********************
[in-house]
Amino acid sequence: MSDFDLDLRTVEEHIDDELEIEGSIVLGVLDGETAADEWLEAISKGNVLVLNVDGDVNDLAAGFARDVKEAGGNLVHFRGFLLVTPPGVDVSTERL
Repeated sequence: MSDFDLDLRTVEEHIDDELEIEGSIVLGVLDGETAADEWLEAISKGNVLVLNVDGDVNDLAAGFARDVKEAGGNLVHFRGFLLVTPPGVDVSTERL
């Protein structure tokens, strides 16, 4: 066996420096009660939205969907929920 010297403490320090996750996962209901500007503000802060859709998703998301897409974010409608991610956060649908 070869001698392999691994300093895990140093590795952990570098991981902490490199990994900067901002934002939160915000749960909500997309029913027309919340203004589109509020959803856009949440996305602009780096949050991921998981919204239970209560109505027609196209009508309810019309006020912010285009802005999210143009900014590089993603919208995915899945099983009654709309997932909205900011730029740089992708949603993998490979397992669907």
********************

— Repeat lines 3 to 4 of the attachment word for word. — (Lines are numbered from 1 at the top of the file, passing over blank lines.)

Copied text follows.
Repeated sequence: MSDFDLDLRTVEEHIDDELEIEGSIVLGVLDGETAADEWLEAISKGNVLVLNVDGDVNDLAAGFARDVKEAGGNLVHFRGFLLVTPPGVDVSTERL
């Protein structure tokens, strides 16, 4: 066996420096009660939205969907929920 010297403490320090996750996962209901500007503000802060859709998703998301897409974010409608991610956060649908 070869001698392999691994300093895990140093590795952990570098991981902490490199990994900067901002934002939160915000749960909500997309029913027309919340203004589109509020959803856009949440996305602009780096949050991921998981919204239970209560109505027609196209009508309810019309006020912010285009802005999210143009900014590089993603919208995915899945099983009654709309997932909205900011730029740089992708949603993998490979397992669907």